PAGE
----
Honestly? I don't know if I *did* purchase anything that expensive, though there have been alot of expenses that have set me/us back nearly that much: dental crowns, car repairs, trip to Duluth, that sort of thing. but I'm about to purchase a new Macbook, which should cost me a little over a grand.

9) Did you know anybody who got married?

Yeah, a co-worker is now in his post-divorce second marriage. He didn't tell anyone here about it for several months. (I'm in an age bracket where nearly everyone I know is either married, divorced and/or remarried - and in some cases, redivorced - and their kids are mostly too young to be married yet.)

10) Did you know anybody who passed away?

Well, a couple of former co-workers died this past summer, within days of each other: one was only 49 years of age, died suddenly, of an aneurism. It was a shock. I hadn't seen her in a long time, but we had been in the same unit years ago. And even though I didn't know anyone who died in the Bridge Collapse, that event last August just devastated me.

12) Did you move anywhere?

Nup. I'm probably going to live and die where I'm planted, right here in Minnesohcold. I'm not absolutely set on staying here for life, and I could be induced to move, but I can't really envision doing so at this stage of my life.

14) What concerts/shows did you go to?

Hmmm. Last February I saw a young local piano virtuoso performing an impressive program at church, in June I took the girls to see the Teddy Bear Band, and of course I attended my daughters' various church choir programs.

15) Are you registered to vote?

In Minnesota voting is not compulsory, and one can register at the polls, so it's no big deal, but yes, I am registered.

16) Who did you want to win Big Brother?

I haven't watched since the very first American season, and I've only watched random episodes from other countries, on the Interweb. I don't even know when it runs anymore.

17) Where do you live now?

In Minnesohcold, in the Twin Cities, in an leafy inner-ring suburb.

18) Describe your birthday.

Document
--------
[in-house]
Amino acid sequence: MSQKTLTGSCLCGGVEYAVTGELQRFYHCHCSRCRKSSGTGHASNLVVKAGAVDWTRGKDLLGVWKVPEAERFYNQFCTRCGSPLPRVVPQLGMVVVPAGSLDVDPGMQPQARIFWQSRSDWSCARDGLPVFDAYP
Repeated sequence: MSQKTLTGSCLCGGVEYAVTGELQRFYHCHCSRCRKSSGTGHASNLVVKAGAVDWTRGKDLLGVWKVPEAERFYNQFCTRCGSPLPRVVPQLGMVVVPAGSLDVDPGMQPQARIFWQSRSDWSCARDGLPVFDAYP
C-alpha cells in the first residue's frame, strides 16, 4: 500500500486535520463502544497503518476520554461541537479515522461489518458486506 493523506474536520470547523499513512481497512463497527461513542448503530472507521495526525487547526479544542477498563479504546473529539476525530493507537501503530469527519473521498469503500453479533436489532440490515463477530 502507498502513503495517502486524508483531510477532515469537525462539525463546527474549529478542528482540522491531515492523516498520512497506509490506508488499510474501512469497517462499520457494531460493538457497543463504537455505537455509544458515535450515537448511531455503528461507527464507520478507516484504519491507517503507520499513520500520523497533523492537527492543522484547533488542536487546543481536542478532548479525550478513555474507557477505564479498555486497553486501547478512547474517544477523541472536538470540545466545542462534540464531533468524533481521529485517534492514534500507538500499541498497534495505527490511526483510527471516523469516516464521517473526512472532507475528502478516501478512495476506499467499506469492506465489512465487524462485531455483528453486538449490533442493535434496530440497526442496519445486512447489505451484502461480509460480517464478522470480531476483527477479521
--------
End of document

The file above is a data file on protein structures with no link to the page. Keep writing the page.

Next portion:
It was pretty low-key. I worked that day, and someone brought in a cake, I think, but the team didn't take me out to lunch till later in the month, and family party wasn't until a couple of weeks later. I *did* go out with friends for supper that evening and had an enjoyable time. Gifts? I got a few nice presents: a hand-picked collection of tunes and a cool photo of a birthday cake, a couple of gift cards, a keyboard for my Palm Pilot, a new power supply for my iBook, some books and a DVD, and a bottle of wine. Mrs. Muzzy gave me some money toward the purchase of piece of recording equipment that's never been brought to market, so I'm just going to use it towards my next laptop.

19) What's one thing you thought you'd never do but did in 2007?

Turned 50.

Don't laugh, I'm serious. For the longest time I was pretty sure that I wouldn't live this long, especially after my dad died at about this age. Thing is, I saw quite a bit more than the average kid's share of death at a relatively young age, and I think it affected my outlook on life in negative ways. In fact, there was a time in my teens when I didn't expect to see 20, and after my best friend died in a car accident when we were both 24, I was convinced that I'd not reach the end of that next month alive. I suppose it was just the depression talking, and obviously I was wrong.

Won Some Money.

I am one of the unluckiest people in the world, so it was a big stunner when Mrs. Muzzy and I spent a few hours at Mysic Lake Casino this past summer and I came away with $180 won in a slot machine. I also won $50 on a scatch-off this past October, and this past week I won $20 in a door prize drawing at work.

Walked *Alot*.

It's something I started doing for health and as therapy, and I've tried to do at least 10K steps daily. I will have walked nearly 4 million steps in 2007 by the time the entire year has run its course. (The most steps in one day I managed was something like 21K - even my Podiatrist was amazed.) I just wish I had a walking partner, cause it's sometimes nice to Walk&Talk (trademark pending).